Original Research

Religion without fear. Plutarch on superstition and Early Christian Literature

H-J Klauck
Verbum et Ecclesia | Skrif en Kerk: Vol 18, No 1 | a1128 | DOI: https://doi.org/10.4102/ve.v18i1.1128 | © 1997 H-J Klauck | This work is licensed under CC Attribution 4.0
Submitted: 19 July 1997 | Published: 19 July 1997

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H-J Klauck, Universit, Germany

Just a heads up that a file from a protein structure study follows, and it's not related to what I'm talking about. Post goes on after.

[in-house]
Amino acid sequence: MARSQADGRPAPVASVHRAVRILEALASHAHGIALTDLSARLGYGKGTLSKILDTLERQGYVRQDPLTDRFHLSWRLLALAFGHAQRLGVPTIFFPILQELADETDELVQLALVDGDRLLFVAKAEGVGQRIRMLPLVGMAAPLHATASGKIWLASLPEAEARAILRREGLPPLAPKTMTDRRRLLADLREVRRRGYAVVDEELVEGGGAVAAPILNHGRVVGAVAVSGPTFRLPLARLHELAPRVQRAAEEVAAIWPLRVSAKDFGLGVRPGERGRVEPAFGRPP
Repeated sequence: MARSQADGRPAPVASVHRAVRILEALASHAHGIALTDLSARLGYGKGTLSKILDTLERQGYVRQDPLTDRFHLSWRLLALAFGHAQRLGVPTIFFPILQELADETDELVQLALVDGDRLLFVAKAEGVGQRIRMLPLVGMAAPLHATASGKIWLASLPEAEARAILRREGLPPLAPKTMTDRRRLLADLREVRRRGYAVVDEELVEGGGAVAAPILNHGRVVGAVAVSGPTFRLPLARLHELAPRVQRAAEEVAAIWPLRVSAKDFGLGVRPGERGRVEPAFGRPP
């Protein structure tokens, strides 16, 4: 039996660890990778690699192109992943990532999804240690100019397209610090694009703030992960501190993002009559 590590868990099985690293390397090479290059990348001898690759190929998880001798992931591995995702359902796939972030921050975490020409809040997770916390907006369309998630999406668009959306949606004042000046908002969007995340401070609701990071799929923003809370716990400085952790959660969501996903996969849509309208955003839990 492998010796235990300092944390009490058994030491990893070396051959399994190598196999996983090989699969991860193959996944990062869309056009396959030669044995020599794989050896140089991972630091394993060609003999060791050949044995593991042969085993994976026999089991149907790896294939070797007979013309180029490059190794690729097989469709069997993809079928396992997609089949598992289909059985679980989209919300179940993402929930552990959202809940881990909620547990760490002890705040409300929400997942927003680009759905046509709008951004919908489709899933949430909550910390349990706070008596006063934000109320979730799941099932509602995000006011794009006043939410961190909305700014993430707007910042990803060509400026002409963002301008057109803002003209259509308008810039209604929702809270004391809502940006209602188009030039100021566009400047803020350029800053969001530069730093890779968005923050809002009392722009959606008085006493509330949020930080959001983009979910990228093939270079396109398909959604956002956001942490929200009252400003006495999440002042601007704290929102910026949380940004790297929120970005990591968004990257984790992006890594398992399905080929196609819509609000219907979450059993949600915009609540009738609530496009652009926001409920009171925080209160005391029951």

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After some introductory remarks on the role of fear in religious discourse. Plutarch’s treatise On Superstition is analysed according to its rhetorical outline. Questions of authenticity are discussed and answered by locating the essay in Plutarch’s early career. Then we ask for the place of “fear of God” in biblical teaching and theology, compare it to Plutarch and show some limits in Plutarch’s youthful thinking, which doesn't yet pay due respect to the life values of myth. We conclude with two New Testament passages, Romans 8:15, masterfully interpreted by Martin Luther, and 1 John 4:17f excellently explained by 20th century’s Swiss theologian and psychologian Oskar Pfister, and we show that these texts are propagating “belief without fear”.


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